Analysis

Smallholder farming the surest route to African growth

Jane Karuku

The numbers speak for themselves: Africa's smallholder farmers can be agriculture's game changers of the 21st century.

The growth of labour-intensive organic farming is creating more jobs. (Madelene Cronjé, M&G)

When Africa’s heads of state gather for the African Union summit later this month, a leading item on their agenda is to determine the policies that will shape an agricultural market projected to be worth a trillion dollars by 2030 – three times its size in 2010.

We may argue that this market is beset by volatility and incoherence, but one thing is certain: no one should underestimate Africa’s entrepreneurial drive or the potential of millions of its smallholder farmers to feed the continent and the world. Africa’s smallholder farmers can be agriculture’s game changers of the 21st century.

The numbers speak for themselves. Up to 80% of the food we eat in Africa is produced by smallholder farmers – people who tend crops and raise livestock on less than a hectare of land – and most of them are women.

The reality is that the real output from this class of farmers remains far below their potential. When Africa’s farmers get hold of what their counterparts elsewhere in the world take for granted, they will rapidly catch up. That means empowering them with access to finance, better seeds and fertile soil, reliable markets and secure rights to their land, effective extension services and supportive policies. Policymakers can further fuel Africa’s agricultural development by overcoming obstacles that limit the productivity of women farmers relative to men.

By putting these basic principles into practice and forging strategic, well-considered partnerships, Africa’s smallholder farms can succeed as businesses connected to thriving local, regional and global markets. When Africa’s smallholder farmers prosper, Africa and the world will prosper.

The alternative is grim. Half of the population in Africa lives in extreme poverty, with more than 60% in remote rural areas where agriculture is the main economic activity. This is unlikely to change any time soon, making the case for policies that will improve their lot.

Further, between 2012 and 2050, the population in most of sub-Saharan Africa will more than double, putting it at 11.3 times its 1950 level.

Agriculture is by far the surest way by which the world can give all Africans the opportunity to have healthy diets, earn income and live dignified lives. Research by the Food and Agriculture Organisation of the United Nations shows that growth in sub-Saharan Africa’s agriculture sector is 11 times more effective at reducing poverty than growth in other sectors.

When the heads of state meet, they will have an opportunity to demonstrate commitment to Africa’s smallholders and to accelerate progress under the AU’s comprehensive Africa agriculture development programme.

Launched 10 years ago by the AU in Maputo and approved by African governments, the programme calls on these governments to commit at least 10% of their annual national budgets to agriculture, and to achieve 6% annual agricultural growth by 2015.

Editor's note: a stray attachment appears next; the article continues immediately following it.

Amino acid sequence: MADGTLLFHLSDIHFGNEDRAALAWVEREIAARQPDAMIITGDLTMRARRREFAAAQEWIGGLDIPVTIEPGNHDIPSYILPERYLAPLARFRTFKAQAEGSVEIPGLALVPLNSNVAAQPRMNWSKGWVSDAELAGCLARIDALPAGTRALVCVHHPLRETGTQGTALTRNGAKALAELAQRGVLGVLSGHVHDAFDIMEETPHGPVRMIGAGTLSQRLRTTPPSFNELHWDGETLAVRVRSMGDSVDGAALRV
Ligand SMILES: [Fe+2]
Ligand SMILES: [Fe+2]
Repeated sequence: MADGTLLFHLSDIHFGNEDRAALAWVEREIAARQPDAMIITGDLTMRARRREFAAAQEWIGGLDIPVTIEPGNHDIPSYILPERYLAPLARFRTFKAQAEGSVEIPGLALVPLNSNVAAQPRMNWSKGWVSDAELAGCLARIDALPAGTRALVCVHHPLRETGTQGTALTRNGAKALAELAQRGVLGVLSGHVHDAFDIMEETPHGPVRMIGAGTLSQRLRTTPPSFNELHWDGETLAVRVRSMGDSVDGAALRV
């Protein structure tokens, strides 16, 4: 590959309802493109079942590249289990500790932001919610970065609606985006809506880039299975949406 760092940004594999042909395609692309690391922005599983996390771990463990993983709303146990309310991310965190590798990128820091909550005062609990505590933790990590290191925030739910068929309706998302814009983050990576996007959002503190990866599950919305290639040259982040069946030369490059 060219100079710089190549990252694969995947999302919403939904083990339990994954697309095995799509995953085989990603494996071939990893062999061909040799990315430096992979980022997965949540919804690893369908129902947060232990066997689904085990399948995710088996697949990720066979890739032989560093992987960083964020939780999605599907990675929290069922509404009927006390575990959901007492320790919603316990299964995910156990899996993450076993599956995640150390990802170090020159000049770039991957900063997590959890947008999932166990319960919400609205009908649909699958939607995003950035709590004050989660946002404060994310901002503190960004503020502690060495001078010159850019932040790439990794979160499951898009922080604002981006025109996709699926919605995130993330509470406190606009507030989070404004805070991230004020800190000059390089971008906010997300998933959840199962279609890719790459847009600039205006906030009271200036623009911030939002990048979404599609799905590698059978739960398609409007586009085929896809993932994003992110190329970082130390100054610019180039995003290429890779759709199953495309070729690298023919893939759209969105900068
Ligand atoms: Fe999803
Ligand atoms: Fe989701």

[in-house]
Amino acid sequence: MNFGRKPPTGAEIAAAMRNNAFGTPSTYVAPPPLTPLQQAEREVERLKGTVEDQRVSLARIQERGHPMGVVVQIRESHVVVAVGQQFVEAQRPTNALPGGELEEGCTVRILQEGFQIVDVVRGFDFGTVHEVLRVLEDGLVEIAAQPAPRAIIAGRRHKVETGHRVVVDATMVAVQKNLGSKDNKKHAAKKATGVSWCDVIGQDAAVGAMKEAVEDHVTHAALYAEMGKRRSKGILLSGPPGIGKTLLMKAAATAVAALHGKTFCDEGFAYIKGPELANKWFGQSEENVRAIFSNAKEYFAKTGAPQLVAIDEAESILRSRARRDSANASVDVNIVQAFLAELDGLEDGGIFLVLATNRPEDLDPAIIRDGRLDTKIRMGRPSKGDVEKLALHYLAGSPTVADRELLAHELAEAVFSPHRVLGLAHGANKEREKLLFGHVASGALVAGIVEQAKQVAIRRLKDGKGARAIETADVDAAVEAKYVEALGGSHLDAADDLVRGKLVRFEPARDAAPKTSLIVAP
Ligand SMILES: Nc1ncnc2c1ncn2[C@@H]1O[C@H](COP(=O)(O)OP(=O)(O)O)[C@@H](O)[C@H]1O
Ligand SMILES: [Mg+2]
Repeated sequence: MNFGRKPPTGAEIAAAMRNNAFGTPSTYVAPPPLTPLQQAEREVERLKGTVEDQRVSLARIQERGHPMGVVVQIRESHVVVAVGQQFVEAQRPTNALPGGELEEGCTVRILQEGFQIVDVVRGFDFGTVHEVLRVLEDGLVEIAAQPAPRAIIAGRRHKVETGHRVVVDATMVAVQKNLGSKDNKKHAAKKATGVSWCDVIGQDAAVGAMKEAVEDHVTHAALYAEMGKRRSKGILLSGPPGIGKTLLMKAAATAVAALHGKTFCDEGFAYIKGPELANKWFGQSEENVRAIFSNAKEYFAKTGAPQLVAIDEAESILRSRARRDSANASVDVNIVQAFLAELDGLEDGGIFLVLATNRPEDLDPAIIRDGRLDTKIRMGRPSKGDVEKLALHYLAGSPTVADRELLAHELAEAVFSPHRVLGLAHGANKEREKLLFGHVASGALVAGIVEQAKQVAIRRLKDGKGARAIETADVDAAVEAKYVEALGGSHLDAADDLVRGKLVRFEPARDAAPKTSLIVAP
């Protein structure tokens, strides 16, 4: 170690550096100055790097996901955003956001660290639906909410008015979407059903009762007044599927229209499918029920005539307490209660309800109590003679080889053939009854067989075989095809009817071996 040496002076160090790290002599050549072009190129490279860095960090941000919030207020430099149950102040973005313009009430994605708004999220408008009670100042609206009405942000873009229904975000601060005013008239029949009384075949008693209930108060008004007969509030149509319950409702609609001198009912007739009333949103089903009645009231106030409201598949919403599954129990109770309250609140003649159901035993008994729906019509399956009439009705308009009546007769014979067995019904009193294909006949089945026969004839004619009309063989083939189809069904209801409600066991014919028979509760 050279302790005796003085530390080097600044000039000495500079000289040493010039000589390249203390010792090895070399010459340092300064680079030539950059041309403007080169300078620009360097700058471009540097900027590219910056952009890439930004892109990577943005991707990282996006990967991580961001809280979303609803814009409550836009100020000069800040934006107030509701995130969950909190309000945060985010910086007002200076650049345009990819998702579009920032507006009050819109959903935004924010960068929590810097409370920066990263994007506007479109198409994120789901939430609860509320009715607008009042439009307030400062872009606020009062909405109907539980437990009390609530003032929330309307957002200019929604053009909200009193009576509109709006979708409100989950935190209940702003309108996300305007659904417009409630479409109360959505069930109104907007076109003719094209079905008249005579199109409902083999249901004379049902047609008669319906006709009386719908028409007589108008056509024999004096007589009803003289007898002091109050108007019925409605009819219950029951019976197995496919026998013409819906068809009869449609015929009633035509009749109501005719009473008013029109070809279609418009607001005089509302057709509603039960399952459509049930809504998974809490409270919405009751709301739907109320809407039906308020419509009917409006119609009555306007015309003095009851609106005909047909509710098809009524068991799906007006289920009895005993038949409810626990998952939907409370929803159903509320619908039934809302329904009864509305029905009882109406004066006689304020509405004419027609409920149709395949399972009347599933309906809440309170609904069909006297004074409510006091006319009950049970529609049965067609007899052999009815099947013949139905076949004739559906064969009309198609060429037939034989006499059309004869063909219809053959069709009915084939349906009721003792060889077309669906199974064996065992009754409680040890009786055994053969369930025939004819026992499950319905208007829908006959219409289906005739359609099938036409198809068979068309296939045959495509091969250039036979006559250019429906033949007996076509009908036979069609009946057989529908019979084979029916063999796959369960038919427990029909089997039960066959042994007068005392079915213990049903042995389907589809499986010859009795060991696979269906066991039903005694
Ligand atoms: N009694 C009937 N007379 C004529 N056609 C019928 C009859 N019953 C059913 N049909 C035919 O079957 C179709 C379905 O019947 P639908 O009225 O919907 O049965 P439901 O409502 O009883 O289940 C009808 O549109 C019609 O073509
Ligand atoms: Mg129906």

Over the past decade, the programme has helped to raise global awareness that agriculture is central to Africa’s development. During this time, international partners have reversed the precipitous decline in official development assistance for agriculture, committing tens of billions of dollars to growing African agriculture.

A few countries, such as Ethiopia, Burkina Faso, Ghana and Rwanda, have made huge progress in expanding and modernising their agricultural sectors, providing lessons and inspiration for others. These countries have seen a massive decrease in poverty rates: Ethiopia by 49%, Ghana by 44% and Burkina Faso by 37%.

As the AU marks the Year of Agriculture and Food Security, African governments need to be challenged to make good on their Maputo commitments and implement effective strategies to achieve the targets. Governments need to engage more with public and private sector partners to unleash new sources of finance and technology for agriculture in Africa.

They need to leverage the fact that there are many committed allies with similar priorities, including the Alliance for a Green Revolution in Africa. They are focused on strengthening public-private partnerships that offer practical solutions for African farmers and agribusinesses so that they may create their own sustainable path to a food-secure future in Africa.

Let 2014 be the year when African governments move from rhetoric to action – when they keep the promise made to the people in Maputo by stepping up their commitments, and taking bold steps to bring about meaningful change in the lives of the continent’s smallholder farmers.

By empowering them, we can change the rules of the game and initiate a decade of unprecedented agricultural transformation.

Jane Karuku is president of the Alliance for a Green Revolution in Africa. See www.agra.org

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